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FDA NEWS RELEASE

FOR IMMEDIATE RELEASE
P06-91
June 29, 2006

Media Inquiries:
Catherine McDermott, 301-827-6242
Consumer Inquiries:
888-INFO-FDA


 

Baxter Healthcare Corp. Signs Consent Decree with FDA; Agrees to Correct Manufacturing Deficiencies

The U.S. Food and Drug Administration (FDA) today announced that Baxter Healthcare Corp. (Baxter) and two of its top corporate executives have signed a consent decree of condemnation and permanent injunction for certain infusion pumps made by the firm.  They agreed to stop manufacturing and distributing within the United States all models of the Colleague Volumetric Infusion Pump (Colleague) and the Syndeo Patient Controlled Analgesic Syringe Pump (Syndeo) until they correct manufacturing deficiencies and until the devices are made in compliance with FDA's current good manufacturing practice (CGMP) requirements and the Quality System (QS) regulation for devices. 

Infusion pumps are electronic devices intended to control delivery of solutions and medications to patients.  They are used in situations where medication must be administered intravenously or through other routes, in a continuous or intermittent manner, for a prolonged period of time. 

"Infusion pumps deliver life-saving drugs and nutrition to thousands of critically ill patients.  But if they don't work properly, patients are put at risk," said Daniel Schultz, M.D., director of FDA's Center for Devices and Radiological Health.  "Baxter has clearly had significant problems with some its infusion pumps.  With this action today, Baxter has agreed to correct those problems.  FDA's goal is to see that the necessary corrections are made, that the public health is protected and that users have access to safe and effective pumps." 

Under the terms of the consent decree, signed by Baxter's Chairman and Chief Executive Officer, Robert L. Parkinson, Jr., and its Corporate Vice President and President of Medication Delivery Services, Peter J. Arduini, the company has agreed to take necessary measures to ensure compliance with the CGMP and QS requirements by all of its facilities that manufacture, process, pack, label, hold or distribute the Colleague and Syndeo Pumps.  The decree also requires Baxter to retain an independent expert consultant to conduct inspections of its infusion pump facilities and certify to FDA that corrections have been made.  FDA will continue to monitor these activities through its inspections.

Under the consent decree, FDA will allow the firm to continue to provide routine service maintenance, or to replace components, parts, or accessories for the Colleague and Syndeo Infusion Pumps that were already in the hands of customers before October 12, 2005.  Baxter is also required to submit to FDA an acceptable detailed corrective action plan to bring the Colleague and Syndeo Infusion Pumps currently in use in the United States into compliance with the Federal Food, Drug, and Cosmetic Act (the Act). The agency recently issued a Preliminary Public Health Notification dated April 28, 2006 with recommendations for users, titled "Important Safety Recommendations for Baxter's COLLEAGUE Infusion Pumps" (see http://www.fda.gov/cdrh/safety/042806‑baxter.html).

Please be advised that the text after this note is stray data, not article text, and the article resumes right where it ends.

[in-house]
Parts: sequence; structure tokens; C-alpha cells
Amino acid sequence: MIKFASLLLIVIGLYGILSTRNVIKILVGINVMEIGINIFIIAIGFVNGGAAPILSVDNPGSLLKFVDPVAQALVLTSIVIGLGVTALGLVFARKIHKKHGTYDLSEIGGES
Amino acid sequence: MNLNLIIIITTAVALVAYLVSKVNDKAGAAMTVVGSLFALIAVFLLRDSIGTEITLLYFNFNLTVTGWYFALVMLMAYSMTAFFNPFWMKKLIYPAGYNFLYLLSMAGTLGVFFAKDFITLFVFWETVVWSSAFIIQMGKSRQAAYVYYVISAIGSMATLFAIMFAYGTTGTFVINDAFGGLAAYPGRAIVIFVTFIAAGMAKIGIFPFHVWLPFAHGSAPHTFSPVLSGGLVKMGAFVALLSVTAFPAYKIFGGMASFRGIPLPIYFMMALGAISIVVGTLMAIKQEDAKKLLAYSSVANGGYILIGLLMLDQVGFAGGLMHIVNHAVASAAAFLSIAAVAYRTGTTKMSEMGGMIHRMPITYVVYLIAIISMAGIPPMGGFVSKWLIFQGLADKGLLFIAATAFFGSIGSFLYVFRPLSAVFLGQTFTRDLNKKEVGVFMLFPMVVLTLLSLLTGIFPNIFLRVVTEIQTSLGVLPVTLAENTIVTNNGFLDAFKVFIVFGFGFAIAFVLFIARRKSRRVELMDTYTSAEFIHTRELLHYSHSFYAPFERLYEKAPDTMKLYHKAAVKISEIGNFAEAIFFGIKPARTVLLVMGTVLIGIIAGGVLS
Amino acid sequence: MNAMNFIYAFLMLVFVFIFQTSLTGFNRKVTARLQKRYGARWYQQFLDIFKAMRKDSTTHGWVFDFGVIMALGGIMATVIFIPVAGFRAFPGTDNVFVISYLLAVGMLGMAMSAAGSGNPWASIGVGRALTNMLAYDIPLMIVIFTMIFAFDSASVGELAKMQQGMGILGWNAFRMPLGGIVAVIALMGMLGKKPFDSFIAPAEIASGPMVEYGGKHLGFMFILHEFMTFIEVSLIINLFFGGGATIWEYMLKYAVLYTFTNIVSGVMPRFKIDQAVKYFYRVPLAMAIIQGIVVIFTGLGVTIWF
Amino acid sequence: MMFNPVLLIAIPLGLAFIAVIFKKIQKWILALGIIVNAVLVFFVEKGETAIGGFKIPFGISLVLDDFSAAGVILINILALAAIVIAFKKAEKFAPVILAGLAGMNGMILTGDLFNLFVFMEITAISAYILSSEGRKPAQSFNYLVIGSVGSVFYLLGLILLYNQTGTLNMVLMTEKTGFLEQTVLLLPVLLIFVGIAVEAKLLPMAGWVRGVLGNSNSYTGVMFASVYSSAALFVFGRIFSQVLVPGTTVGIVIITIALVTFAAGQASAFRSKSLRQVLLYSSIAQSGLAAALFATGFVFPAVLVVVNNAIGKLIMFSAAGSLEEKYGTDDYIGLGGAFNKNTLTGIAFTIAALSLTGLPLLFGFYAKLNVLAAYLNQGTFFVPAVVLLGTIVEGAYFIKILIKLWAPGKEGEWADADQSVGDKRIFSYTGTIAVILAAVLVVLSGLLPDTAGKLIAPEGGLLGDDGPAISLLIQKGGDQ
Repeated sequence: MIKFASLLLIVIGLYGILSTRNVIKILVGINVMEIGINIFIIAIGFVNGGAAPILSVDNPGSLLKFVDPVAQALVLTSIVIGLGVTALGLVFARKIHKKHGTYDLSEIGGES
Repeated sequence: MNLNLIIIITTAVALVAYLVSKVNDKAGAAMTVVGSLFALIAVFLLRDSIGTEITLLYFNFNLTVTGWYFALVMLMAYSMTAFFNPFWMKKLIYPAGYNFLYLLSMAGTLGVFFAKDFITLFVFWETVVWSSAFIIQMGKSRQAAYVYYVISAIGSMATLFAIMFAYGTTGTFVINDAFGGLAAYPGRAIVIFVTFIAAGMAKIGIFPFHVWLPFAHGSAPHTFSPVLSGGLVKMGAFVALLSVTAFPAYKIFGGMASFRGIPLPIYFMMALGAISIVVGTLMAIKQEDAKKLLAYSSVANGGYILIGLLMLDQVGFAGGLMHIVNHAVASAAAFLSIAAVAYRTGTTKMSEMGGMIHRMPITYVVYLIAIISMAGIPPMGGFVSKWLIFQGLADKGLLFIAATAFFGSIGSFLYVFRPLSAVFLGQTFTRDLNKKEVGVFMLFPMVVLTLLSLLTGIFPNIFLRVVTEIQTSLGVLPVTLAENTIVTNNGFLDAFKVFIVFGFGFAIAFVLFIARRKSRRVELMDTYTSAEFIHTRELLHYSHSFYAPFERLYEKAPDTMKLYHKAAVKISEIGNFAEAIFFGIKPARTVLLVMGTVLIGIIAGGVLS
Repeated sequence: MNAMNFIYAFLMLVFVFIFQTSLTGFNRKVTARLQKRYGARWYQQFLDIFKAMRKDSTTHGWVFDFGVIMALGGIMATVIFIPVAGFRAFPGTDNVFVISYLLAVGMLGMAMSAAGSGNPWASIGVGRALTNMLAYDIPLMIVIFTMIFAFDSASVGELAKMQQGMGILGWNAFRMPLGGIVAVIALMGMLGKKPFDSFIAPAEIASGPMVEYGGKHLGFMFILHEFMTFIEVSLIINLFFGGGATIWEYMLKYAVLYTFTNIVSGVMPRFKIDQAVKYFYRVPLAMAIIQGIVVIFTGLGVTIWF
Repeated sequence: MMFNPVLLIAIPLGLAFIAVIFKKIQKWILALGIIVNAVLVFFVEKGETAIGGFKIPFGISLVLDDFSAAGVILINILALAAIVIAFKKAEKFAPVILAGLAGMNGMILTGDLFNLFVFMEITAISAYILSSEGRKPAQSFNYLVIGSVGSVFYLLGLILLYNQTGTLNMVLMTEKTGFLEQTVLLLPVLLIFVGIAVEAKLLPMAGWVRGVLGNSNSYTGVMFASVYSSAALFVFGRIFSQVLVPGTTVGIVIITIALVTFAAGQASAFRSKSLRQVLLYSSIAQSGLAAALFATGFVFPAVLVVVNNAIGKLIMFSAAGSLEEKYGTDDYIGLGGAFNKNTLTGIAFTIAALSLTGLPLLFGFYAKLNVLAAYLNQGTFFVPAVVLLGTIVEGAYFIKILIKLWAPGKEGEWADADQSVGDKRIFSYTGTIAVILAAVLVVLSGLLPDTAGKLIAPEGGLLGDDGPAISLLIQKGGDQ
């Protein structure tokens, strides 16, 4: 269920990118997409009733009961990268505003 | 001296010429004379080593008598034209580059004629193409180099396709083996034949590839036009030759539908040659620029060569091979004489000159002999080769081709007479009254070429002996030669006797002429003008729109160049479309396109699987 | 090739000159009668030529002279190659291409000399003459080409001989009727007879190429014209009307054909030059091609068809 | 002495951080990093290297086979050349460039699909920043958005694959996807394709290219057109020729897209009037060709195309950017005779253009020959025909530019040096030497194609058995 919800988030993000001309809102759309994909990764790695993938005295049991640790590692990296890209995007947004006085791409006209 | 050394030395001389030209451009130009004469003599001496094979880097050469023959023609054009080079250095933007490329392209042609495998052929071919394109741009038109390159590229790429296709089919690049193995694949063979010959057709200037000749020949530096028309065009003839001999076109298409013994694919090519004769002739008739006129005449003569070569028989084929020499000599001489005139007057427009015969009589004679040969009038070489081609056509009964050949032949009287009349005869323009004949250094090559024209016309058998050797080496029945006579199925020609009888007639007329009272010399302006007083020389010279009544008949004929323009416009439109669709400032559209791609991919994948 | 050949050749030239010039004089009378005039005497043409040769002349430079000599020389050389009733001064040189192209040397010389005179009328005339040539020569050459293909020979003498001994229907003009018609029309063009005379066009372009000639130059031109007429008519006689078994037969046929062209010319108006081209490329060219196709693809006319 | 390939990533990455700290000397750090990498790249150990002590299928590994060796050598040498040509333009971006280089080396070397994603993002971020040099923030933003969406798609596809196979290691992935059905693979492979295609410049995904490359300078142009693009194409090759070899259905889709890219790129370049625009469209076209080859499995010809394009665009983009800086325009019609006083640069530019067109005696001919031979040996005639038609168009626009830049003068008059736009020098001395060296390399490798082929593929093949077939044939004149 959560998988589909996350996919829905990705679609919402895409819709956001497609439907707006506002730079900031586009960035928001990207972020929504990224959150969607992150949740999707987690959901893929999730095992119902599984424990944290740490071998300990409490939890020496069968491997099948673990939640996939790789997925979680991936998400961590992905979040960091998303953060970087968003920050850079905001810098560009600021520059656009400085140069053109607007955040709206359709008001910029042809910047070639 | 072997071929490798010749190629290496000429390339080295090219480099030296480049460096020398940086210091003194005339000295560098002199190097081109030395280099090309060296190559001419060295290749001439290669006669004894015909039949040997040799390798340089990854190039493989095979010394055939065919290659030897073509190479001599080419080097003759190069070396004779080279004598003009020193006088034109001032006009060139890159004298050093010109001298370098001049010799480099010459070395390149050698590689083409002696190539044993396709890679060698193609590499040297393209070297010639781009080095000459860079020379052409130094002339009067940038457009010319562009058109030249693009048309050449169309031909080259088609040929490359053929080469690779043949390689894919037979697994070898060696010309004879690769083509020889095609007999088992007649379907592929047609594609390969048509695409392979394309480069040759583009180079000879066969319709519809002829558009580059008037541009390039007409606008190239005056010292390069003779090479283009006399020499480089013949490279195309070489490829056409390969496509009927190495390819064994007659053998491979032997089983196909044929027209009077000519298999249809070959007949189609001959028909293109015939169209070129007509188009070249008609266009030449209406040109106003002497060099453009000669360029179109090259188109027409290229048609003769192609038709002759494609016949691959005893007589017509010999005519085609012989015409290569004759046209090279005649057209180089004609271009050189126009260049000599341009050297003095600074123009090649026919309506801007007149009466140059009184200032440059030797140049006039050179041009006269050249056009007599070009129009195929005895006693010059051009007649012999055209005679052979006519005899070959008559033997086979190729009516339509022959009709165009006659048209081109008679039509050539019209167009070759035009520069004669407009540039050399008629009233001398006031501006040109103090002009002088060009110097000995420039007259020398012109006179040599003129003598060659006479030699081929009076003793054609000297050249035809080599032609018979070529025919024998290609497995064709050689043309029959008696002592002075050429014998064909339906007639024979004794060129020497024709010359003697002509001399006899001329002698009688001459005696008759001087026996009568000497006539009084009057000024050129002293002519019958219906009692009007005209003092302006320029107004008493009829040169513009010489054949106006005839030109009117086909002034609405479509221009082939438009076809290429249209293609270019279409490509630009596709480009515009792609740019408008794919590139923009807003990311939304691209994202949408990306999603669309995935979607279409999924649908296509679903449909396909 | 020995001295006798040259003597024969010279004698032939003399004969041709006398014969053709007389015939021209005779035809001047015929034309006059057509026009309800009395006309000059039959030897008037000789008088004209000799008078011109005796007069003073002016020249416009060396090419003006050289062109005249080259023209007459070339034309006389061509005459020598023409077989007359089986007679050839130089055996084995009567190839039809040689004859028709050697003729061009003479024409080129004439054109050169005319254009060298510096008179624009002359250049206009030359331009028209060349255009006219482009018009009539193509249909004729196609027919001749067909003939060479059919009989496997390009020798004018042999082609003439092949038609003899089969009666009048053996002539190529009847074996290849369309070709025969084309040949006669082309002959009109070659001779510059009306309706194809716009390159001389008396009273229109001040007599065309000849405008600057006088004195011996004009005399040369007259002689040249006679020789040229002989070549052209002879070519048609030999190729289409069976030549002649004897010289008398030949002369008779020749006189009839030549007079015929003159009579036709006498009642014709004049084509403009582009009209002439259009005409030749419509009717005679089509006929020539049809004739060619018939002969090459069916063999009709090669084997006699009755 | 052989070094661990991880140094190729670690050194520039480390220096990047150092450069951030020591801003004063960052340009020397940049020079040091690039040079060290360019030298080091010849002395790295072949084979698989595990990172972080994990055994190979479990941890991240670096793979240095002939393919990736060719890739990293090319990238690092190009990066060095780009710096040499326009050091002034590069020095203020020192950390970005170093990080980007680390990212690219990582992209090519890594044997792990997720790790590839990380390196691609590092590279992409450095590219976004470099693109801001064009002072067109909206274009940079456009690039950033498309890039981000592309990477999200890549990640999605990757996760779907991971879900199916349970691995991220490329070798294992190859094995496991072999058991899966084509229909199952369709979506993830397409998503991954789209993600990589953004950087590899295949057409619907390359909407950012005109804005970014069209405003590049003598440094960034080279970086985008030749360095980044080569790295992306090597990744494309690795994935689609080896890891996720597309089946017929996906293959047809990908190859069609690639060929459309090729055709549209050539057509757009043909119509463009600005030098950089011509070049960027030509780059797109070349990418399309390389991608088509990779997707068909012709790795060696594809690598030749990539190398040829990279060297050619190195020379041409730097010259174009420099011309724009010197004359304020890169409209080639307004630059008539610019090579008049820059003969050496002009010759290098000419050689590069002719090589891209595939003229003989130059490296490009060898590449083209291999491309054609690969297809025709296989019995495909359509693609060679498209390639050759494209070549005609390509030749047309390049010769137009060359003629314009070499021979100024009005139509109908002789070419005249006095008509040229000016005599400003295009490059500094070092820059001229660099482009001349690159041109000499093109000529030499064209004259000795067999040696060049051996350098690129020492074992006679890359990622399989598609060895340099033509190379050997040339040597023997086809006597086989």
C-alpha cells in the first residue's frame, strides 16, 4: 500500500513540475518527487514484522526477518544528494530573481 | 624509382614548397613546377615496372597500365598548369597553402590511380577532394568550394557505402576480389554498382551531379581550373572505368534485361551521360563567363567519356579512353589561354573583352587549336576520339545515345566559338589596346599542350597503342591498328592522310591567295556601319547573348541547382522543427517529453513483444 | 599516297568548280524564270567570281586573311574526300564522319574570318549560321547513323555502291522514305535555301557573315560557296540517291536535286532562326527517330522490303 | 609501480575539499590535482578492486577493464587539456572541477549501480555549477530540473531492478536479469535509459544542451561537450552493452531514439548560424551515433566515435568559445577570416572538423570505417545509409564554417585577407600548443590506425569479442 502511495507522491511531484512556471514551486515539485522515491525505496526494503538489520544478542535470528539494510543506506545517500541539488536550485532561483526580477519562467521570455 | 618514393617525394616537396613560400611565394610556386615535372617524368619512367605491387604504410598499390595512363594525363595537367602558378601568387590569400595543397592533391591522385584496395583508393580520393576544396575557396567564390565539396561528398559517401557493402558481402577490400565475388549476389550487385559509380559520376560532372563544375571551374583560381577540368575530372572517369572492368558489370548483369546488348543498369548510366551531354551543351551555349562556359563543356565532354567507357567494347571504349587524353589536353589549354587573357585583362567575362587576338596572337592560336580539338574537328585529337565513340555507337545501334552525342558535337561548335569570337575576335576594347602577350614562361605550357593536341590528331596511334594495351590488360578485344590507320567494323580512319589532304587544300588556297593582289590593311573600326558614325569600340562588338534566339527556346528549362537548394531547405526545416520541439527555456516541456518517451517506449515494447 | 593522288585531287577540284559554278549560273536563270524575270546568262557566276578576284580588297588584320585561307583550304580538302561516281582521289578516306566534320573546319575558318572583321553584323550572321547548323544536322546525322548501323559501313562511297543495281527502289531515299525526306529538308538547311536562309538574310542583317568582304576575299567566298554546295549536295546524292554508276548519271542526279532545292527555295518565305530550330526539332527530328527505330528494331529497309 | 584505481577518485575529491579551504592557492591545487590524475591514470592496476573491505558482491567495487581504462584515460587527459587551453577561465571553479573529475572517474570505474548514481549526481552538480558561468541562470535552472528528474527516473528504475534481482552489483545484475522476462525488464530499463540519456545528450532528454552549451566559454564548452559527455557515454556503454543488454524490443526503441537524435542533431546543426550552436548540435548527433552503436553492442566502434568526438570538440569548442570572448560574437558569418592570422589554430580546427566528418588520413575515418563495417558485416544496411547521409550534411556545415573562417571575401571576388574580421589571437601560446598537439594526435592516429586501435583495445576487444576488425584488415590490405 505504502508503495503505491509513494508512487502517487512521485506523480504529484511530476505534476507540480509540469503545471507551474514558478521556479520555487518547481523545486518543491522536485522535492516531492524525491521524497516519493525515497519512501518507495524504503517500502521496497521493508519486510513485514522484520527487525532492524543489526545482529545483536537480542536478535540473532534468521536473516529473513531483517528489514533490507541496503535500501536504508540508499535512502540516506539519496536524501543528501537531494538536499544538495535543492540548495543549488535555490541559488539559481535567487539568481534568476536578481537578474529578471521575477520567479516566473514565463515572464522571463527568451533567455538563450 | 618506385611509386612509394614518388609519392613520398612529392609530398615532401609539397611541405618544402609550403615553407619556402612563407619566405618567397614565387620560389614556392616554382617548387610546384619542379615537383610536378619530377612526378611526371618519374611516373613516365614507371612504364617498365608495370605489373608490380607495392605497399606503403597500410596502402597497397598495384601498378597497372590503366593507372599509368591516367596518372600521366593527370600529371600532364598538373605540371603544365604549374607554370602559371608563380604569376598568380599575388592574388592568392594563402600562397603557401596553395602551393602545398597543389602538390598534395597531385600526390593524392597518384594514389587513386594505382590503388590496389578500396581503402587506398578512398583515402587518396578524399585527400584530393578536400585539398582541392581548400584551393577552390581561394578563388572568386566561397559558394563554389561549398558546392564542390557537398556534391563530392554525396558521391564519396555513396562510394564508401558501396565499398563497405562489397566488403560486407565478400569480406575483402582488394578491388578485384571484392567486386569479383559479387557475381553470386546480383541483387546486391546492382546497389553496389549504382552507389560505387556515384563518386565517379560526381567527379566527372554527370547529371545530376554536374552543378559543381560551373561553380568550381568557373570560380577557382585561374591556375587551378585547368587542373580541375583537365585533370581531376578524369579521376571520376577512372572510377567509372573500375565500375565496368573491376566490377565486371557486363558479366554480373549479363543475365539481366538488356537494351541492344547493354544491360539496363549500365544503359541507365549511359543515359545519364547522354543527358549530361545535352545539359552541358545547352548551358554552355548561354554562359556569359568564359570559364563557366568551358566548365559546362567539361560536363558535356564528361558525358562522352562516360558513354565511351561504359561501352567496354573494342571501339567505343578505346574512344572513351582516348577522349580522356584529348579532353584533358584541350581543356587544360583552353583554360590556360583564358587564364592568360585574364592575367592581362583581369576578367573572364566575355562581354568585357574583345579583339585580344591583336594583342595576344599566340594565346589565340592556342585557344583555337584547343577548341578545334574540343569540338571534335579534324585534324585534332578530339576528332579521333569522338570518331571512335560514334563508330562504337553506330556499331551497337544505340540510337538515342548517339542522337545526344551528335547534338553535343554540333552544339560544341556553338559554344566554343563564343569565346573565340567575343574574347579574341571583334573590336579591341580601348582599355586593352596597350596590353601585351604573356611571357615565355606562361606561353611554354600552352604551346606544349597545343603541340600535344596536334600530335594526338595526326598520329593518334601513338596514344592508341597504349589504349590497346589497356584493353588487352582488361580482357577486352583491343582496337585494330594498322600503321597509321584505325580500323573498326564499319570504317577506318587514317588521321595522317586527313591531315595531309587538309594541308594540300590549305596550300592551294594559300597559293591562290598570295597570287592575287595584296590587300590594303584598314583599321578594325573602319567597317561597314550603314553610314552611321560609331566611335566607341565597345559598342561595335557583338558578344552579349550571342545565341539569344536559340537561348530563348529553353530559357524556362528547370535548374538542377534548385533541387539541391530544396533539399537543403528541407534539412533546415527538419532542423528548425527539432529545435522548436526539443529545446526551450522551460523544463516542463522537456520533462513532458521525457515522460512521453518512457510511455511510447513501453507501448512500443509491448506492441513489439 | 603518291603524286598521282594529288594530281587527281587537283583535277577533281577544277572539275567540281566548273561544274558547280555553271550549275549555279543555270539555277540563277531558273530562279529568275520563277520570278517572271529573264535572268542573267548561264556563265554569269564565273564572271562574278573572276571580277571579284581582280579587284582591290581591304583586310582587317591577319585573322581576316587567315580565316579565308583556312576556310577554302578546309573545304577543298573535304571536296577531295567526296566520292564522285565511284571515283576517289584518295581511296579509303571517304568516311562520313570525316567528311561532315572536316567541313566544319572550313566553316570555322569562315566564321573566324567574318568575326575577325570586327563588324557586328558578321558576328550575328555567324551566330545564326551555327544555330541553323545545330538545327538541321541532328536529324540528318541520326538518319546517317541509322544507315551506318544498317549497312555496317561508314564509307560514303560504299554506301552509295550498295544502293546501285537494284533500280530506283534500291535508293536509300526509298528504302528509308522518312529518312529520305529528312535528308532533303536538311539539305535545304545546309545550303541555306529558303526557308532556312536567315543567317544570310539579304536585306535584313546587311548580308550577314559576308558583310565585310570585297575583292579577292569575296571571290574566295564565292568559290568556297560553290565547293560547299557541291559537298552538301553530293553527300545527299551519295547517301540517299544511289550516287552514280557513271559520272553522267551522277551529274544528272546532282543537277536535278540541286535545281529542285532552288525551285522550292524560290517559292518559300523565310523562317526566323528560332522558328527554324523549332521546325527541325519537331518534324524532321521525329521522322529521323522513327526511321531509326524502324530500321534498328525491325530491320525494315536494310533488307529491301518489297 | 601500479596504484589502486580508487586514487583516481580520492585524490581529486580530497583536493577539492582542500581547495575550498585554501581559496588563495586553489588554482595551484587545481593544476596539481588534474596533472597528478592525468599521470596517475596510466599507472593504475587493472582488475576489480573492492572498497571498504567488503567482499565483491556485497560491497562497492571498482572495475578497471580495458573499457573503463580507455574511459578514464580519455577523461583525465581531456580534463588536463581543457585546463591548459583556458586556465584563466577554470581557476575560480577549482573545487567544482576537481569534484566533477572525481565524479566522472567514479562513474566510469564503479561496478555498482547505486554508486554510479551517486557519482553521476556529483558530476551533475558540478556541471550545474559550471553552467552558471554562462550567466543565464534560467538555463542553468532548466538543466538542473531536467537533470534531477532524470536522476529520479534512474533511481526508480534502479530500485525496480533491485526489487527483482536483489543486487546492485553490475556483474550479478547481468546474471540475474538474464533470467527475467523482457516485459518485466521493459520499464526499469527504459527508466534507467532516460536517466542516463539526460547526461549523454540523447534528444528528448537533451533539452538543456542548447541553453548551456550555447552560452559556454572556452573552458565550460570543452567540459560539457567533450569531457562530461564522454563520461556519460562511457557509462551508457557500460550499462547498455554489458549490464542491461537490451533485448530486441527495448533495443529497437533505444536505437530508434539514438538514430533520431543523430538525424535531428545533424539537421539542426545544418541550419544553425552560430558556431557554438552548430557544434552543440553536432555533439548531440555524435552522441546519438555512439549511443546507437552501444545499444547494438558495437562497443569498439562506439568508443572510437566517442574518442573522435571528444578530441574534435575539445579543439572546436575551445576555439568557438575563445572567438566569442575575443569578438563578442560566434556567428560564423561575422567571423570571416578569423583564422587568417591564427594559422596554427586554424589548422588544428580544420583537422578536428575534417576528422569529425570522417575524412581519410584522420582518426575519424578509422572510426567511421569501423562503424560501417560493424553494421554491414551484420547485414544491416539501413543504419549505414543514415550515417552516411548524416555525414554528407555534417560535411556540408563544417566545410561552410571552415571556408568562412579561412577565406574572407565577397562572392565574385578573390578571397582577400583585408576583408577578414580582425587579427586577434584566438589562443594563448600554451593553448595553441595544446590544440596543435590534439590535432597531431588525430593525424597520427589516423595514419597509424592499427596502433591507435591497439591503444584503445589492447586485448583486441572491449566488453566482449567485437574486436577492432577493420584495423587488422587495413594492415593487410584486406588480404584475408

If corrective action under the decree is completed and Baxter has been allowed to resume manufacturing and distribution, the firm will hire an independent auditor to conduct audit inspections of its domestic infusion pump facilities at least once a year for at least four years.  Results of these audit inspections will be reported directly to FDA.  If Baxter fails to comply with any provision of the decree, or violates the Act or FDA regulations, FDA may order the firm to again stop manufacturing and distributing, recall the products or take other action. 

The most recent FDA inspection of Baxter's Round Lake Facility, conducted on June 20-30, 2005, revealed deficiencies with the CGMP and QS requirements for devices, including the firm's failure to implement adequate management controls over its quality system operations and corrective and preventive actions (CAPA) procedures.  During this inspection, design defects relating to the reliability of both the Colleague and the Syndeo Infusion Pumps were also revealed.  

During the course of FDA's June inspection, Baxter initiated a voluntary world-wide hold on all Syndeo Infusion Pumps due to design defects that can cause the device to stop functioning.   Also during the June inspection, Baxter initiated a voluntary world-wide hold on all Colleague Infusion Pumps due to a product design defect relating to a temperature sensitive component of the device's timing circuit, known as the Y2A crystal, which causes the timing circuit to fail. 

Before the June 2005 inspection, FDA conducted two previous inspections of Baxter's medication delivery systems facility in Round Lake, Illinois, in September 2000 and June 2002, all of which revealed lack of management controls over the firm’s quality system operations and inadequacy of its CAPA and complaint handling systems. These deficiencies undermined Baxter's ability to assure the quality of the devices manufactured at its Singapore plant.  In September 1999, FDA issued a Warning Letter to the firm addressing its lack of CAPA procedures.  In August 2001, another Warning Letter was issued to Baxter addressing deficiencies in its CAPA procedures.

The consent decree also resolves the disposition of Colleague and Syndeo Infusion Pumps that were seized by the Department of Justice on behalf of FDA in October 2005.  The consent decree was entered today by the U.S. District Court for the Northern District of Illinois. 

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